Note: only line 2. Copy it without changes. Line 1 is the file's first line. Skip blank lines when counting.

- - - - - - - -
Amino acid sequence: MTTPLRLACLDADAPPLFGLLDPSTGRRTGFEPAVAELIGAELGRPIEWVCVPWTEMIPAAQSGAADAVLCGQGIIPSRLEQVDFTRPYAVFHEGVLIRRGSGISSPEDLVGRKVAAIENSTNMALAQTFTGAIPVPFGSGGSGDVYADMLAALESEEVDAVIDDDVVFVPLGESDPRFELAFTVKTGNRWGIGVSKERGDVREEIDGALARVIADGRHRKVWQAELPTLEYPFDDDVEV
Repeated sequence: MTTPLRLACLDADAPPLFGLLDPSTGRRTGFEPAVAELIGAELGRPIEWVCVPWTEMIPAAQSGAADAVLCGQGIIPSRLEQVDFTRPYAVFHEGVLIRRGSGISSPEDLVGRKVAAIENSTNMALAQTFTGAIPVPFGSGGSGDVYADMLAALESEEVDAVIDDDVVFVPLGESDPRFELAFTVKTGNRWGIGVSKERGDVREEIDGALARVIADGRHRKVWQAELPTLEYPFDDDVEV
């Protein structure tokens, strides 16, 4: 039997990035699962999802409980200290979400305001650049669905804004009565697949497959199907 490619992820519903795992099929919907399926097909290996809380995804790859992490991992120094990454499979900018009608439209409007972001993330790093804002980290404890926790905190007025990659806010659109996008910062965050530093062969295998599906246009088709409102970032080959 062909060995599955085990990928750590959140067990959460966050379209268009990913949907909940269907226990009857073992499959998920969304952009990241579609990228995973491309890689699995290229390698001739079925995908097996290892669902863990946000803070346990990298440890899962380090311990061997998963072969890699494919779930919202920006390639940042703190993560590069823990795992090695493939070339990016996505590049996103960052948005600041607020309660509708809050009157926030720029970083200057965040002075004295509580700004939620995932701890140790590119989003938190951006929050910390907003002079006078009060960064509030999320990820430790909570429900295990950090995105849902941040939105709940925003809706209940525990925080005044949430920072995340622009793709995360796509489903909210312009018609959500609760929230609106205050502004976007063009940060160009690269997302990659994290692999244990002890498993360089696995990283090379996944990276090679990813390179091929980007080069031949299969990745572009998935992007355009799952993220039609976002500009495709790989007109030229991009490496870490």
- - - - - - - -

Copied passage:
Repeated sequence: MTTPLRLACLDADAPPLFGLLDPSTGRRTGFEPAVAELIGAELGRPIEWVCVPWTEMIPAAQSGAADAVLCGQGIIPSRLEQVDFTRPYAVFHEGVLIRRGSGISSPEDLVGRKVAAIENSTNMALAQTFTGAIPVPFGSGGSGDVYADMLAALESEEVDAVIDDDVVFVPLGESDPRFELAFTVKTGNRWGIGVSKERGDVREEIDGALARVIADGRHRKVWQAELPTLEYPFDDDVEV